How to Shop a Library Sale

Posted on March 4, 2017

Hi! I’m Mary Jo, and I’m a book addict.

Everyone: “Hi, Mary Jo!”

Seven months ago I moved from Mississippi to Tennessee, and I still haven’t unpacked the last 20-30 boxes out of the 160 boxes of books I hauled across the state line. Even so, in addition to randomly buying a few books now and then since my move, I acquired 3 more boxes of books at the going-out-of-business sale at Bookman/Bookwoman, a delightful bookstore in Nashville that closed at the end of 2017—much to my dismay, especially since I now live within easy driving distance.

So when my assistant teacher told me about the Williamson County Library book sale this weekend, I told him—in front of the entire class of 7th-8th graders—not to tempt me because I. Would. Not. Go.

Of course, somehow I found myself at the book sale this morning anyway. My van is apparently preprogrammed to drive to book sales, almost against my will. Almost. I even kept up the pretense of self-discipline by taking in only 2 of the 3 tote bags I keep in the car for just such emergencies.

I’m reasonably selective about buying new books, but secondhand book sales are another matter altogether. The books are inexpensive, and they might not be there later if you don’t buy them when you first spot them. Stocking up at a library sale or thrift store is a relatively low-risk gamble—even if you’re not sure you’ll like an impulse purchase or you have a sneaking suspicion you might already own a copy of one (or more, ahem) of the books you’re buying.

Today’s haul provides a good example of my strategy in practice:

  1. Build your own home library.
  2. Collect books by and about favorite authors.
  3. Collect books about favorite topics.
  4. Take a few risks.
  5. Build your children’s library.

By the way, I teach a one-hour workshop on choosing and using good books for the whole family. You can find out more about that on my speaking page.

 

Build your own home library.

This category, of course, encompasses all the others, but I’m thinking here about intentionally building a collection of classic literature and a wide variety of nonfiction books as a personal reference library. “Will you read all of those?” the library-sale volunteer inquired as I hefted two overstuffed bags to the “counting table.” Well, not necessarily, and certainly not any time soon. But they’ll be there if and when I need them.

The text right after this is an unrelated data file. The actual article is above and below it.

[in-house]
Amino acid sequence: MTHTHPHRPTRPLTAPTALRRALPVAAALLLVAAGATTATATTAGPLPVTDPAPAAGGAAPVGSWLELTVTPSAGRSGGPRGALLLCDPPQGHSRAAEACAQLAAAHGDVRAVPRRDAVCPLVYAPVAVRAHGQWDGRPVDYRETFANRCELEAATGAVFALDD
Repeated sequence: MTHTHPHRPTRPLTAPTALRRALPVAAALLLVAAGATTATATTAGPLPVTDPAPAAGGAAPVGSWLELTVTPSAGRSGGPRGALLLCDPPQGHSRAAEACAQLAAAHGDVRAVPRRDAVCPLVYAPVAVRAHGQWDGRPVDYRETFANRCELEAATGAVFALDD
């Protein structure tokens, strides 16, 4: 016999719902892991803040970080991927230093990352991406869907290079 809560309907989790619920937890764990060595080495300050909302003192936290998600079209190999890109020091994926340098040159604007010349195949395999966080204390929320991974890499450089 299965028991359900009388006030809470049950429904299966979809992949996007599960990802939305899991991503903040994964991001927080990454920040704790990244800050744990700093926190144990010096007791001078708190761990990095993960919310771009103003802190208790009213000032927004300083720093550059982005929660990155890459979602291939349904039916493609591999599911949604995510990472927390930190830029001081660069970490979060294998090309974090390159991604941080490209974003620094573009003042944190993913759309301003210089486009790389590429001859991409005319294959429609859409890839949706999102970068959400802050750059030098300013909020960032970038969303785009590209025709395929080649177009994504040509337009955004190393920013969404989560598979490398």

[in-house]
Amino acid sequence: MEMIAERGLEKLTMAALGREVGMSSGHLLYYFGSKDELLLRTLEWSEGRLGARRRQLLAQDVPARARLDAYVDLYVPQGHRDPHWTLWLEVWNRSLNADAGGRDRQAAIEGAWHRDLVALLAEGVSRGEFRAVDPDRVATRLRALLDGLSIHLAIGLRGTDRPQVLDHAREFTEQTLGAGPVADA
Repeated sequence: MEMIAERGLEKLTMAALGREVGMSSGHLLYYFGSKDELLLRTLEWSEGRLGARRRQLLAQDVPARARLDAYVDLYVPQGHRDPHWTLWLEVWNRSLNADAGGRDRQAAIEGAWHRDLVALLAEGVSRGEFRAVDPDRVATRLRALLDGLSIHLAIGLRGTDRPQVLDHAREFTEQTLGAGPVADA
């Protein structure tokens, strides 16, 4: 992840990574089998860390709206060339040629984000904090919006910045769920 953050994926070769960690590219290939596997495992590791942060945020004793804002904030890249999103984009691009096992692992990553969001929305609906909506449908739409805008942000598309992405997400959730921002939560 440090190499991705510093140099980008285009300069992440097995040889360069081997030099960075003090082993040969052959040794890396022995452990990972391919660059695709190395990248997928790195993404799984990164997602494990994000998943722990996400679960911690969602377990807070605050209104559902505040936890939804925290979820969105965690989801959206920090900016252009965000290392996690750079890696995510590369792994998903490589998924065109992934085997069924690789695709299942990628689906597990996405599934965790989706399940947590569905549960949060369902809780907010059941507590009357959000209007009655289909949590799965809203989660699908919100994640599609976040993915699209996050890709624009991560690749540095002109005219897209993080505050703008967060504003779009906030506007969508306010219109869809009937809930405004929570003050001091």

Last fall I started teaching 7th-8th-grade English, logic, and Bible at Franklin Classical School in Franklin, Tennessee. We go through a two-year cycle of ancient and medieval literature, so I picked up Plato, Sophocles, and a book of Arthurian legend. True confession: I will probably never read Sophocles II . . . but I own (and have taught) Sophocles I, so buying it just seemed like the right thing to do. I once indexed a book about hard-boiled detective writers, including Dashiel Hammett, and The Maltese Falcon is a classic in that genre. I loved the work of Edgar Allan Poe when I was younger, but now I find him a bit too creepy. However, I couldn’t pass up this annotated edition of his stories—which I’m pretty sure weighs more than at least one of my sons at birth.

 

I’ve been homeschooling my 4 sons for 20 years now, so I collect good books on topics like art. Janson’s Story of Painting made a nice addition. My third son, Perry, and I enjoyed a visit to the Biltmore Estate a few years ago, so I was glad to find this lovely photo book. (Photography is forbidden inside the estate. Killed me not to photograph the amazing library there.) I collect books about various crafts, and the historical approach to Period Pastimes seemed like an interesting spin. I have several books about quilting (and a single almost-finished quilt of my own, as well as a few I’ve inherited), but The Nature of Design intrigues me because it focuses on “the mind of an artist in the process of creating art.” I collect books about creativity too, but this one will probably be shelved with quilting books.

 

Collect books by and about favorite authors.

I’ve read and collected Elisabeth Elliot for many years, but I didn’t have Keep a Quiet Heart. Now I do. My oldest son, Forrest, is a die-hard Tolkien fan. We had to fight a custody battle over our shared Tolkien collection when he went to college and then later when I moved, so I’m building up my collection again. Of course I already have several copies of The Hobbit, but I didn’t have the movie tie-in edition. (Don’t get me started on the many ways the movies diverged from the book. I just have to accept them as separate artistic entities.) I really enjoyed The Traveler’s Gift by Andy Andrews, and I’ve heard him speak (He’s fabulous!), so I picked up a copy of The Heart Mender.

When I want a lighter read (not all reading has to be studying and annotating Augustine’s City of God), I often turn to John Grisham and Maeve Binchy—both excellent storytellers. I’m not crazy about Playing for Pizza and Bleachers because I just don’t care about sports, but I’m about half-sure I don’t have these two, and I want a complete collection. If, when I unpack my Grisham collection, I discover I already have these, it’s no big deal. They were only 50 cents apiece. Reasonably sure I don’t own The Innocent Man; I think I read a library copy. Again, at 50 cents, it’s not a big gamble. I own most of Maeve Binchy’s books, but I’m not sure about London Transports. Binchy’s work led me to Patrick Taylor, another Irish author. (I visited Ireland a few years ago and fell in love with the country!)